Medical device manufacturers are looking to coax the US Food and Drug Administration (FDA) into providing more clarity on its guidance on 3D printing, according to comments released Friday.
As 3D printing, also known as additive manufacturing (AM), continues to make headway in the market (FDA has approved 85 3D printed devices as of December 2015), and more technological advances encourage more investment, device manufacturers are calling on FDA to expand its thoughts on the field and be more specific.
In May, FDA provided what’s known as "leap-frog" draft guidance to help manufacturers with the agency's initial thinking about the technical considerations for manufacturing 3D printed devices, as well as its thoughts on characterizing and validating such devices. The guidance also focused on the design, manufacturing and testing of 3D printed devices.
The Advanced Medical Technology Association (AdvaMed), a trade group, submitted three general comments to FDA (the comment period closed 8 August) on separating patient-specific devices into a companion guidance, calling for clarity on regulatory expectations for point-of-care 3D printing and enhancements to cross center collaborations at FDA.
In terms of patient-specific or patient-matched devices, AdvaMed requests that FDA clarify in the guidance which recommendations apply to such devices and the group calls for FDA to create a stand-alone guidance on such products.
“As currently structured, the Draft Guidance is confusing,” Jamie Wolszon, AdvaMed’s associate vice president of technology and regulatory affairs, wrote. “We believe that to mitigate this confusion, there is significant benefit to creating a separate, companion guidance for patient-matched devices that addresses not only AM [additive manufacturing], but also other manufacturing technologies.”
The call for such additional guidance comes as AdvaMed says 3D printing is likely to drive a surge in patient-matched products, particularly as “current manufacturing technologies (for example: computer-controlled milling machines) that create affordable, high-quality, patient-matched products are in use today.”
FDA should also clarify its current thinking on issues such as data-handling aspects of patient-specific information, privacy, use of patient data for optimization purposes, and informed consent that are not unique to additive manufacturing.
Like AdvaMed, Johnson & Johnson also noted that patient-matched device considerations are scattered throughout the current draft and “in places it is unclear whether the considerations being addressed are specific to patient-matched devices or AM in general.”
Meanwhile, in the interest of patient safety and though there will be instances where enforcement discretion is warranted, AdvaMed calls on FDA to consider adding a statement to the draft that a point-of-care establishment that installs 3D printers and uses them to routinely manufacture devices are subject to the relevant FDA requirements, including premarket review if applicable, and post-market controls such as establishing and maintaining quality systems, as well as adverse event reporting.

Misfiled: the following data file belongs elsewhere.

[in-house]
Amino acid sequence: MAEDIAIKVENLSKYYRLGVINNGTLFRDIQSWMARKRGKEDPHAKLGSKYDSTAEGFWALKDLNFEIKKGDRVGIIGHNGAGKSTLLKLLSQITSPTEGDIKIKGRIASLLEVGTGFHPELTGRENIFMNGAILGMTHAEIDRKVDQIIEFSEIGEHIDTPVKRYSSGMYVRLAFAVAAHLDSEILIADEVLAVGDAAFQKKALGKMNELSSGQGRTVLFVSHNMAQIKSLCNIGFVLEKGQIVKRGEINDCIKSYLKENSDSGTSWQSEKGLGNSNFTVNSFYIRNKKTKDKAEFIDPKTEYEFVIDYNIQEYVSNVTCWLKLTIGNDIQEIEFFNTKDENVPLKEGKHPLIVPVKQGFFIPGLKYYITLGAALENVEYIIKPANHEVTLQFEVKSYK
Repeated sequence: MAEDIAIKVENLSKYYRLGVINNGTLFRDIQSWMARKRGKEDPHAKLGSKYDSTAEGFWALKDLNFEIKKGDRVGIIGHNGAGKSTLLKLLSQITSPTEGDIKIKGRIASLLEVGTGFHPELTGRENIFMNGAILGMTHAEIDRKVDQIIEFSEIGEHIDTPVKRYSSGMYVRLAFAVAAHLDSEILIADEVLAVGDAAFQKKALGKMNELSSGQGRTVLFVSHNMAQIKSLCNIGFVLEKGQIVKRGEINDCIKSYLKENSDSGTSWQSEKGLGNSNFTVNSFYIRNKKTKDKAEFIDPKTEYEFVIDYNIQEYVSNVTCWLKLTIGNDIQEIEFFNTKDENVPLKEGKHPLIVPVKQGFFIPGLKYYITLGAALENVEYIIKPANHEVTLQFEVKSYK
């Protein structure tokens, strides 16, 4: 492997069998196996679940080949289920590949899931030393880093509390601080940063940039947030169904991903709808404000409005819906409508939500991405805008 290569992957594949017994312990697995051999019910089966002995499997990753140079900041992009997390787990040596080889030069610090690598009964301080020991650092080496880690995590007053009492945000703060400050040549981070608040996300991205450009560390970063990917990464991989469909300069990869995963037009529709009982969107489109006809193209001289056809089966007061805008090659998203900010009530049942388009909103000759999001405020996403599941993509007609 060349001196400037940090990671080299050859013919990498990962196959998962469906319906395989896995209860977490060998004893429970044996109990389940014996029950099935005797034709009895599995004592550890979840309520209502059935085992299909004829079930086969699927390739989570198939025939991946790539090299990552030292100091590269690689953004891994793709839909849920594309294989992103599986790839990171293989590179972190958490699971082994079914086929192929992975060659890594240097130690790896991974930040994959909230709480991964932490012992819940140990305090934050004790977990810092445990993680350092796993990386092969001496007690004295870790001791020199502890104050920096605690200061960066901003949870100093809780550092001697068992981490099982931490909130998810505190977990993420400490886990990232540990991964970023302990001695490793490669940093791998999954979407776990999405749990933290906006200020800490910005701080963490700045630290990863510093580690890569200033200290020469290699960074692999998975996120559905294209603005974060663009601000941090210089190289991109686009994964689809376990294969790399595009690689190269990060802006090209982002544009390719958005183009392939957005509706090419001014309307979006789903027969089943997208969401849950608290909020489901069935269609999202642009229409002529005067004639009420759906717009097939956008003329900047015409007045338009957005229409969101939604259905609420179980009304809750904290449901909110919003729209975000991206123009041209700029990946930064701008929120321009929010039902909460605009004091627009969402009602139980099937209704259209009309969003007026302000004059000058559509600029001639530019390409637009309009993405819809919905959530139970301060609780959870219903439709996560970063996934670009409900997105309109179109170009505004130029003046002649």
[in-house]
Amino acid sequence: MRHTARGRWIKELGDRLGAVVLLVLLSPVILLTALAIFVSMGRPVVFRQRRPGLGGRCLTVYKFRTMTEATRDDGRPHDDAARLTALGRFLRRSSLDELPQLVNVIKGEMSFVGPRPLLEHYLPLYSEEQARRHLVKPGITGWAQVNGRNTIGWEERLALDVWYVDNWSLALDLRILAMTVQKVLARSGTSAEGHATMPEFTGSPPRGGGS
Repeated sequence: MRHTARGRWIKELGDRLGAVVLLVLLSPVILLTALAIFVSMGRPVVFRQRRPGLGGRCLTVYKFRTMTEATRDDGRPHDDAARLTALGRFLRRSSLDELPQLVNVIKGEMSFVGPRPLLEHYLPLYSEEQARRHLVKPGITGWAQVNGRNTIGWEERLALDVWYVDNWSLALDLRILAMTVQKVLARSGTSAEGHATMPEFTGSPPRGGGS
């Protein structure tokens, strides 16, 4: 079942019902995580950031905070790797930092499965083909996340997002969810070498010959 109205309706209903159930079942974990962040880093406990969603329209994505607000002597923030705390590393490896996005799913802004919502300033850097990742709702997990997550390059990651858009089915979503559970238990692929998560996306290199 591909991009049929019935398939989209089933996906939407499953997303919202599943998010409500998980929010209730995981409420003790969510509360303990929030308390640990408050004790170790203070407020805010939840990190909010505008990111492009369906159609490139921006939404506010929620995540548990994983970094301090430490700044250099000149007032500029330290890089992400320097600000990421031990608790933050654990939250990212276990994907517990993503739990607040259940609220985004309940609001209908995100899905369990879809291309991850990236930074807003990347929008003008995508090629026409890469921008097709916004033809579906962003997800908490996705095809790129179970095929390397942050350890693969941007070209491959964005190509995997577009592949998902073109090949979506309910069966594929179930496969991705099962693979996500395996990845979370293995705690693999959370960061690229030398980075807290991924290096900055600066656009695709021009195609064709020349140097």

“Clarifying regulatory expectations for point-of-care establishments in this guidance is of paramount importance,” AdvaMed says.
In addition, as FDA has indicated that 3D printing represents a new chapter for pharmaceutical manufacturing, AdvaMed suggests that, in addition to moving forward with this guidance, that FDA’s Center for Devices and Radiological Health (CDRH) “take the lead to work with its counterparts within the Agency to facilitate discussions on best practices throughout the Agency. For instance, this issue may be appropriate to present to the Combination Products Policy Council. This discussion and leadership by CDRH will be especially helpful, not only to manufacturers, but FDA field compliance officers as the move to a product-type inspection program moves forward.”
Device companies Stryker, Zimmer Biomet and Smith & Nephew also said that they worked with and support AdvaMed’s comments.
Drugmaker Novartis, meanwhile, said in its comment posted last Friday that it would be helpful if the draft guidance addressed the utilization of 3D manufacturing in the following scenarios:
- Medical devices used in human factors studies both summative and formative
- Devices used for proof of concept and rapid prototyping in both significant and non-significant risk clinical studies (particularly when used in advance of conventional manufacturing processes involving tooling and assembly)
- The use of additive manufacturing for the production of components that become part of a final medical device assembly or medicinal product packaging and delivery
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